Business people talking next to tech tree, made of icons and communication symbols
iStock/IR_Stone

If you work in business—any aspect of a business, from R&D to sales to back-office data entry—you’ve probably experienced an unpleasant surprise or two. Not every marketing campaign boosts sales the way we want. Not every event has the turnout we hope for. Not every promotion we expect comes our way.

Particularly with problems that have fiscal casualties, you’ll want to do a little analysis and find out what happened. And one of the absolute best tools to apply to your analysis is critical thinking.

Critical thinking applies logic to solve problems systematically. According to the World Economic Forum’s “Future of Jobs Report” in 2020, “The top skills . . . which employers see as rising in prominence in the lead up to 2025 include . . . critical thinking and analysis, as well as problem-solving.” And 2020 wasn’t the first year critical thinking made the list.

When it comes to problem-solving, logic trees are a go-to critical thinking framework. Done right, they’ll get you to the root of a problem (pun intended) and even help you find solutions.

What is a logic tree?

A logic tree takes a complex problem and breaks it up systematically, drilling down into smaller, more manageable components. If you’ve seen an image like this, you’ve seen a logic tree:

Basic diagram of a logic tree, starting with a complex problem and breaking down into smaller components
Your basic, run-of-the-mill logic tree framework | iStock/Andrii Shelenkov/alphabetMN

Looks pretty simple, right? It is! But there are some important rules to follow to make sure your logic tree grows up big and strong—and, more importantly, leads to you to answers you seek.

The Logic Tree and the Case of the Missing Sandwich

Logic trees are often used for complex issues, which is why they’re also called “issue trees.” But consider a simple (though still frustrating) problem faced by many office workers in the days before COVID-19 . . .

It’s lunchtime at your workplace, so you head to the office fridge—only to find your lunch is gone. You stare in disbelief at the empty space where your sandwich should be. A mocking smudge of condensation stares back.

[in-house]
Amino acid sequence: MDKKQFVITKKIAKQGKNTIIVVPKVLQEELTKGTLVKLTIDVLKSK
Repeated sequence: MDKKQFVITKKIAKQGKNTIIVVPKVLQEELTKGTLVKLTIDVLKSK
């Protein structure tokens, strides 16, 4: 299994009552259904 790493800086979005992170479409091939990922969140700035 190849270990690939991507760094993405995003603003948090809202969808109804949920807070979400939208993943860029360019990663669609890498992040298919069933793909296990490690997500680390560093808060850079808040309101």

As you are a logical person (not prone to throwing tantrums), you decide to approach this problem with critical thinking. You march back to your desk, grab a pen and paper, and write down four words: “Who took my sandwich?”

You’ve planted your logic tree.

Decide what you really need to know.

Before you jump into the branches, remind yourself that logic trees stem from problems—but knee-jerk responses often misidentify problems. So once you’ve got your initial question down, take a step back. Is there a branch that should have come before the first one you made?

Setting aside the sandwich problem for just a moment, consider you’re exploring a different issue: “How can I get promoted?” Think about the reason you’re asking that question. What’s the actual problem you need to solve? Maybe you should have asked, “How can I earn more money?” That opens far more possibilities than just getting promoted—you could look for another job, start a side business, or invest in your buddy’s start-up. “How can I get promoted?” becomes just one branch on a bigger tree.

This is how logic trees (and critical thinking in general) not only help you identify solutions, but think outside the box—innovate.

Beware emotional bias in the branches.

You decide to start your logic tree with “Who took my sandwich?” From that root problem, you might break up the question into its seemingly logical components: “someone inside the office ate my sandwich” (Mary Anne, maybe? Or Phil?) and “someone came in off the street and stole it” (a hungry ninja, perhaps?).

Already, your logic tree is telling you something important.

The fact that you’ve defined the first two branches of your logic tree as “culprit here or there” means you’re sure there’s a thief in your midst. You’ve (perhaps subconsciously) ruled out the possibility that you forgot your sandwich at home or left it on the bus. The logic tree you’ve started will also not remind you if you didn’t make a lunch at all today because you’ll be eating out with Mary Anne and Phil.